Tom Otterness


The Prince, 2010, Bronze 9.5 x 20.5 x 16 in


Abstract Couple, 2007, Bronze, 6 x 5 x 3.5 in photo by Jean Vong


Playground, Colorado, 2007, Bronze, 360 x 365 x 294 in


DNA, 2007, Bronze, 180 x 66.12 x 324 in


Playground, Cape Cod, MA, 2007, Bronze, 360 x 365 x 294 in


Big Girl Playground, 2011, Bronze, 188.59 x 386 x 250 in

Tom Otterness is one of the world's most prominent public sculptors. His large-scale installations of cartoon-like characters and imagery in bronze have delighted children and intrigued adults at all levels of art-world sophistication for more than forty years. While Otterness's characters are playful, they often carry a political message critical of capitalism and economic imbalance.

If you live or have ridden the subways in New York City, for example, you may have rushed by one of the artist's installations, which range in size from small to monumental. His work deals with themes of money, class, and the individual's role in society. Inspired by overtly political imagery such as police men rousing the homeless, and thieves pulling bags of money up flights of stairs, Otterness's work also includes references to fairy tales and animal spirits in the form of bears riding bulls, "cash cows," and the Old Woman and the Shoe.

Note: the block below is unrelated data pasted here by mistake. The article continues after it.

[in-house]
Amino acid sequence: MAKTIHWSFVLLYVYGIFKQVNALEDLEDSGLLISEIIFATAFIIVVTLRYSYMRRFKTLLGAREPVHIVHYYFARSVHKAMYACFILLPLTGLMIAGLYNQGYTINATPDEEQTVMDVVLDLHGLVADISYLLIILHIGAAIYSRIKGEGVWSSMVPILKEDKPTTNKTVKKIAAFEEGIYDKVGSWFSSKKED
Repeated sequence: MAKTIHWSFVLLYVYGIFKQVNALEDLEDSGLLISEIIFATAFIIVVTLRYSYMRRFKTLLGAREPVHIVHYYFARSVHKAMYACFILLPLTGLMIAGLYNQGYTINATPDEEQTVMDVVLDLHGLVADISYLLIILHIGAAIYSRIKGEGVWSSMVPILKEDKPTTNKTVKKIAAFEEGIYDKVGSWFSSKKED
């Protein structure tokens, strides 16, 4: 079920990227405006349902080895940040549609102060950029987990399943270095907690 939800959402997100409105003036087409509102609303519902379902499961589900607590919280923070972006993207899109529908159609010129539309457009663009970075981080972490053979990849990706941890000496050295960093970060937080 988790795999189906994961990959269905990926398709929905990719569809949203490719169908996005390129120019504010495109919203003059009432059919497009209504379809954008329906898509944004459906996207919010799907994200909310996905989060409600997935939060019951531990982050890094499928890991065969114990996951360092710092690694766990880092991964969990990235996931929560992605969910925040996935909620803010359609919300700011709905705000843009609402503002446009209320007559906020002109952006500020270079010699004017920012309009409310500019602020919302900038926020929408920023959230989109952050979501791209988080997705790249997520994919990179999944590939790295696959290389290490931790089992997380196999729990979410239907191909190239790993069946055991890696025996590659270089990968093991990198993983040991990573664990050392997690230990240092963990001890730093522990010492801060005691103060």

A graduate of the Whitney Museum Independent Study Program (ISP), don't let Otterness's charming Lilliputian figures fool you. Found both in institutional settings and in public parks in locations such as Munich, Paris, and Venice Beach, they embody an explicitly political practice keenly aware of social class and economic imbalance.